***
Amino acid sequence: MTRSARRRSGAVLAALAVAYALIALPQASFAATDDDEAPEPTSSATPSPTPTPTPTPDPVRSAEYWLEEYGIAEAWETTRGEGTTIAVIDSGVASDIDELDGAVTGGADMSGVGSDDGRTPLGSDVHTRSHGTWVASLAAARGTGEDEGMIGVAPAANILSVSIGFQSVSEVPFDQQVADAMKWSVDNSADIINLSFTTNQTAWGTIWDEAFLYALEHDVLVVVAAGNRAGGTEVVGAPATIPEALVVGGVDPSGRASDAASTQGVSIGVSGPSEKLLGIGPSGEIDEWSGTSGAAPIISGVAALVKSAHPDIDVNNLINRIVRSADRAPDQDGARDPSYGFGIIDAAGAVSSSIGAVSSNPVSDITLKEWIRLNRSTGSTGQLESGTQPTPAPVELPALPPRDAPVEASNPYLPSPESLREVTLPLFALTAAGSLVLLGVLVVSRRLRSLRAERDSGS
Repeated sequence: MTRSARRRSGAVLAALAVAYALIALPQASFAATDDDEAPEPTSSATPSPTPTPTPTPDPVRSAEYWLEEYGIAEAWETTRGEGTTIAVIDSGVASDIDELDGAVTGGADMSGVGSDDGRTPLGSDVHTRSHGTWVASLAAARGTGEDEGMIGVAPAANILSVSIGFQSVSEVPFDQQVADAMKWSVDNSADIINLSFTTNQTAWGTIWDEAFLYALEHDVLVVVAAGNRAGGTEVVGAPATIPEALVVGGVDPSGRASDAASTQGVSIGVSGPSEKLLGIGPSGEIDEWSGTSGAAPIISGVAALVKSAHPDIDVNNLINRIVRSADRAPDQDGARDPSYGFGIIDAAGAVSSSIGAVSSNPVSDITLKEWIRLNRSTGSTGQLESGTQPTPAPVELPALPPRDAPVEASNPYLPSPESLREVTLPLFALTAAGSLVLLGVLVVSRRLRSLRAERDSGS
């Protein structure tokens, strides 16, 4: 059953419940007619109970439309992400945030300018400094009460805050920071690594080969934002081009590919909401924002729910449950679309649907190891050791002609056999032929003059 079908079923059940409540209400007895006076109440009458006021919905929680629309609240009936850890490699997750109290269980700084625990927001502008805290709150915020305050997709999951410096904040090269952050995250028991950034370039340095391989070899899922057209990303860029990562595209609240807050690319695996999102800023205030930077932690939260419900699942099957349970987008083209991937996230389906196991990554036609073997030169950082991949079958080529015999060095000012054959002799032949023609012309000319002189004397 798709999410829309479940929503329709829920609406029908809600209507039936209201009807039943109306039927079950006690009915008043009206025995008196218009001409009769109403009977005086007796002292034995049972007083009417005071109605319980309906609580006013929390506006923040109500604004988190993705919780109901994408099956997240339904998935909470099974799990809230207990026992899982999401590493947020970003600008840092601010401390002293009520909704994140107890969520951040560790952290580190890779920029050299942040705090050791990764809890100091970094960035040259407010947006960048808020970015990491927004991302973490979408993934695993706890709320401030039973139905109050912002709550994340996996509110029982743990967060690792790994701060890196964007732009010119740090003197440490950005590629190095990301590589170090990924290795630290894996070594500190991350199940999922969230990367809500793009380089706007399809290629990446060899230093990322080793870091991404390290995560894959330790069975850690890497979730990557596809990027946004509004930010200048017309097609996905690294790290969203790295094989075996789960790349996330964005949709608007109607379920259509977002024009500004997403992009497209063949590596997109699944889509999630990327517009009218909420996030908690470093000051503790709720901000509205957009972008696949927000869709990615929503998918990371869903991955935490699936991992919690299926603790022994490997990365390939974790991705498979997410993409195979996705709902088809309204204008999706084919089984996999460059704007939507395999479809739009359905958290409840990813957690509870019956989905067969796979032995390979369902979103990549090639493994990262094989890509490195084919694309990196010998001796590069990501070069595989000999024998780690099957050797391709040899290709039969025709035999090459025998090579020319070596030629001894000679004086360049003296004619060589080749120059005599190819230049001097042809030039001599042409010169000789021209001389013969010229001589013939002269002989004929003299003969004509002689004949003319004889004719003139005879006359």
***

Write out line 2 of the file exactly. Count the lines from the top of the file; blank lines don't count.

Repeated sequence: MTRSARRRSGAVLAALAVAYALIALPQASFAATDDDEAPEPTSSATPSPTPTPTPTPDPVRSAEYWLEEYGIAEAWETTRGEGTTIAVIDSGVASDIDELDGAVTGGADMSGVGSDDGRTPLGSDVHTRSHGTWVASLAAARGTGEDEGMIGVAPAANILSVSIGFQSVSEVPFDQQVADAMKWSVDNSADIINLSFTTNQTAWGTIWDEAFLYALEHDVLVVVAAGNRAGGTEVVGAPATIPEALVVGGVDPSGRASDAASTQGVSIGVSGPSEKLLGIGPSGEIDEWSGTSGAAPIISGVAALVKSAHPDIDVNNLINRIVRSADRAPDQDGARDPSYGFGIIDAAGAVSSSIGAVSSNPVSDITLKEWIRLNRSTGSTGQLESGTQPTPAPVELPALPPRDAPVEASNPYLPSPESLREVTLPLFALTAAGSLVLLGVLVVSRRLRSLRAERDSGS